Thursday, November 24, 2016

Today was pretty discouraging. We got up early to take Emmanuel to the lawyer's. He is missing his son Precious, from whom he has been separated for the last two years. In order to get Precious here from Nigeria, he must have asylum in Italy and a valid permesso di soggiorno. He is not there yet. I love the lawyer from Caritas. She is from the south of Italy and she adopted her son. I believe he was born in Vietnam or Cambodia. She truly cares about people, but when she is at work she is hard as nails, so sometimes I can't read her. Today, after we found out that they are relocating the immigration part of the police station in Pistoia, and that Emmanuel's case is too complicated for the simple renewal procedures where you fill out a kit, and that we have to wait until next week to ask for an appointment at the new location; I decided to use the rest of the allotted time asking the lawyer questions about what she thought of the way Emmanuel and his family have to survive here. I asked her what she thought when we first presented our group to her last year and why she thought this group of immigrants is forced to live as outlaws because they had the misfortune to arrive before the advent of SPRAR which is the normal network for processing refugee arrivals in Italy. She had no idea or recollection of the situation; and, what was more dismaying, she didn't see any legal issues with what is going on. She classified it as a political problem, and she qualified it by saying that she has seen much worse.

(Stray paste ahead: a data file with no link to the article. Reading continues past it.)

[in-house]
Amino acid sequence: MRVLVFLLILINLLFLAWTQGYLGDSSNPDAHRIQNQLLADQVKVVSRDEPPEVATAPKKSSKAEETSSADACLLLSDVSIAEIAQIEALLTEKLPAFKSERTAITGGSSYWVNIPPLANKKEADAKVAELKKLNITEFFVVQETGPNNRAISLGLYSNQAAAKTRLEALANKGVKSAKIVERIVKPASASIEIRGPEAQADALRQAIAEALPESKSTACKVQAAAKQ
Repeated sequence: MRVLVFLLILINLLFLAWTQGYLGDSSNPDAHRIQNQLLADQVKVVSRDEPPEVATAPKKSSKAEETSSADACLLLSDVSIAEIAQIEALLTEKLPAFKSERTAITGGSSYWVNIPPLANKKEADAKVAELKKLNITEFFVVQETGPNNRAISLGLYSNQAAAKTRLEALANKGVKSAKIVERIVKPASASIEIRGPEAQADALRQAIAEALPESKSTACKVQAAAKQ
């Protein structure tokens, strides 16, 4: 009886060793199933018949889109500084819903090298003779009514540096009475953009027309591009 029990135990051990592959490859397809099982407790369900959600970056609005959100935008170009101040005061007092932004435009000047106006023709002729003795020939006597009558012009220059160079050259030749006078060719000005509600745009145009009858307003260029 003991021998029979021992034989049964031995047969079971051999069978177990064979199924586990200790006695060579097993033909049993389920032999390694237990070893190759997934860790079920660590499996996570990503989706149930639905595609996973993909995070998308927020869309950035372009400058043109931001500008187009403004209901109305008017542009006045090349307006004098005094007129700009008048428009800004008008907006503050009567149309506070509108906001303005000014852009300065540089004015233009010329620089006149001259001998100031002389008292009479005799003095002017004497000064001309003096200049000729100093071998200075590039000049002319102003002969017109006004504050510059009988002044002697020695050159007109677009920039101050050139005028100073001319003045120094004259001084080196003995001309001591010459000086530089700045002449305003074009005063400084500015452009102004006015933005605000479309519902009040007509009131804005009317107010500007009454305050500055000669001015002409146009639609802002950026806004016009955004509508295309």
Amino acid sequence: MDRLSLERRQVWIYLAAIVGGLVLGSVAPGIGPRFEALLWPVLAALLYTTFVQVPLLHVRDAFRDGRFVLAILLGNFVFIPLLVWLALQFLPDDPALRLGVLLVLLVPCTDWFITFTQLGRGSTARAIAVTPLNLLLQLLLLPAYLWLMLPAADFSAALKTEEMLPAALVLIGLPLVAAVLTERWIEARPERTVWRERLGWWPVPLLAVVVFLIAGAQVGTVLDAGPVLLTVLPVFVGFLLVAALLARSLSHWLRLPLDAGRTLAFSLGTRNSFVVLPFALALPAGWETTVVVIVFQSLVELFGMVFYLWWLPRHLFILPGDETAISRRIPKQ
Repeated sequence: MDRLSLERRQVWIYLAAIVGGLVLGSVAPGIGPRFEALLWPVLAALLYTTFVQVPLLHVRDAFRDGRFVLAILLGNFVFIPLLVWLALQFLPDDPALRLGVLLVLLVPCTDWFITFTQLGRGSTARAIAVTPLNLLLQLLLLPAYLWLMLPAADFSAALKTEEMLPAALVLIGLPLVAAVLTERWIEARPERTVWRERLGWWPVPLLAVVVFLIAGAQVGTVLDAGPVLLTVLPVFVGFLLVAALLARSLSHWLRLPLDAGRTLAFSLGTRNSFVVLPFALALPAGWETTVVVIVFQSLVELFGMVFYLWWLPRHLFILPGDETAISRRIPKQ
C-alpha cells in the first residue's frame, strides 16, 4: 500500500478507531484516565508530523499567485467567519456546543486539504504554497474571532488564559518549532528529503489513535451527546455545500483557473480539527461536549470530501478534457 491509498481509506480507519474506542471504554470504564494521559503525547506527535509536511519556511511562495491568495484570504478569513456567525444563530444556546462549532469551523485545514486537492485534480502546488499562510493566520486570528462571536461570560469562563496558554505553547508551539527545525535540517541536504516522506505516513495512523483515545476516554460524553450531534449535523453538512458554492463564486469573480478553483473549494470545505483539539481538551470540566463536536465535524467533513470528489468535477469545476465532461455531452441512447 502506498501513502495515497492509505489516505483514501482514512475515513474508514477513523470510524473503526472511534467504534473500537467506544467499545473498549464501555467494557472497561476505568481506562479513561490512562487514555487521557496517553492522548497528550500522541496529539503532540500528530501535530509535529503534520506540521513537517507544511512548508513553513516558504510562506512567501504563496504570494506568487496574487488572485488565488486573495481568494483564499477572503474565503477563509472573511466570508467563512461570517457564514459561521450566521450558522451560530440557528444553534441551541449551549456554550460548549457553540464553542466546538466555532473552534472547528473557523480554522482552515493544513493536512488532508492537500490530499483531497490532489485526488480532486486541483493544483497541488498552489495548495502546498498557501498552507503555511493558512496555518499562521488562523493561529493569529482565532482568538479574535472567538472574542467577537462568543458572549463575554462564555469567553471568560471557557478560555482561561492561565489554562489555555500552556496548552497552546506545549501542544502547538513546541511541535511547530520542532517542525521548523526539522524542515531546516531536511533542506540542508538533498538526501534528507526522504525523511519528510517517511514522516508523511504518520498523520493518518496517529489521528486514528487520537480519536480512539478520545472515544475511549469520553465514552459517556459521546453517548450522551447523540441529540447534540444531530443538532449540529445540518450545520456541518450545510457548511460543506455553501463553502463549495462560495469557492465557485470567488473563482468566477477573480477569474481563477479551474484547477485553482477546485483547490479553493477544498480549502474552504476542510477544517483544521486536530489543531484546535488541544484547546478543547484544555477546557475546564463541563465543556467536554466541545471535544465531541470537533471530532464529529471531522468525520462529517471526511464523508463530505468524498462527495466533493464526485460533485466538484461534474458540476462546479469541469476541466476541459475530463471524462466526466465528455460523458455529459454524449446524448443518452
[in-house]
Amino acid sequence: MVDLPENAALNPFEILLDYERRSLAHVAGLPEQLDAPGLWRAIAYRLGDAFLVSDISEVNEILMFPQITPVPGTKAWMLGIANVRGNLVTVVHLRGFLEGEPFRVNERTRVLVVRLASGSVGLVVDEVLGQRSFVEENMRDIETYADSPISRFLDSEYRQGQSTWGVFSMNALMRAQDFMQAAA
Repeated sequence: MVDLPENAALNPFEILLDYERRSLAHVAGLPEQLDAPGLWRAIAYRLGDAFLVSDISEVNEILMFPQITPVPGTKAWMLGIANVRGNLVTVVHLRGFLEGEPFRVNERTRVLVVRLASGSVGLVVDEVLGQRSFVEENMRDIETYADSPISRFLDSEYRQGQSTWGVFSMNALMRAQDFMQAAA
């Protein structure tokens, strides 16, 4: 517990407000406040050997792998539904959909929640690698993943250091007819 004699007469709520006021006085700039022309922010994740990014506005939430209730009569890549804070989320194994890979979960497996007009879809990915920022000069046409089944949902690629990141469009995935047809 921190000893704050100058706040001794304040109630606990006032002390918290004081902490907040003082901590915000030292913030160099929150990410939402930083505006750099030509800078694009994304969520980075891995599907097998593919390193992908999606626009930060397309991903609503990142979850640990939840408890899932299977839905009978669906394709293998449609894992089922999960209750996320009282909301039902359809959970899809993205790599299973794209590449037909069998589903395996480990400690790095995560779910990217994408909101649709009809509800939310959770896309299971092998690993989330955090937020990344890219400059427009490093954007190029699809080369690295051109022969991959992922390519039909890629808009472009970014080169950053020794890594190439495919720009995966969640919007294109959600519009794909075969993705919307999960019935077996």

I sent letters to various refugee organizations throughout Italy and I am awaiting replies. Those that I have received so far either say that they only help refugees in their provinces, or list other organizations that I can try. 

On the way home, Jennifer called me to ask me to pay for her son's medicine. I had to pass someone begging who lives in Tina and Job's house when I passed by the bakery, and he just shook his head at me. Then he said that he didn't have words for the messed up situation they have at the house. I wanted to say that I was also afraid. The other day I got a letter in the mail from the Court of Appeals in Florence and I didn't know whether to think that the owners of his house were trying to frame me for the fact they haven't paid their rent in eleven months or if it was an official statement saying that they planned to deport Emmanuel for having lost his case. I called the lawyer tearful and too afraid to open the envelope. It turned out to be a letter saying that I have to testify before a judge because that fancy gym that I used to work at has some tax problems and they are calling me in for questioning about their practices, not mine. I hope. I told the lawyer when I called that she had to promise me she would not let me become the next Amanda Knox. 

Tina's sister called me to say that her father's "body is alive" thanks to me. So that is some money that went to good use, anyway. 

At Christmas, I am going to make what some would say was a huge error in social working, but I invited Tina, Job, Emmanuel, and Peace over to watch Queen of Katwe and have some peanut soup and spicy rice at my house. 

Peace expressed what I feel today perfectly:

WTF is going on in America??


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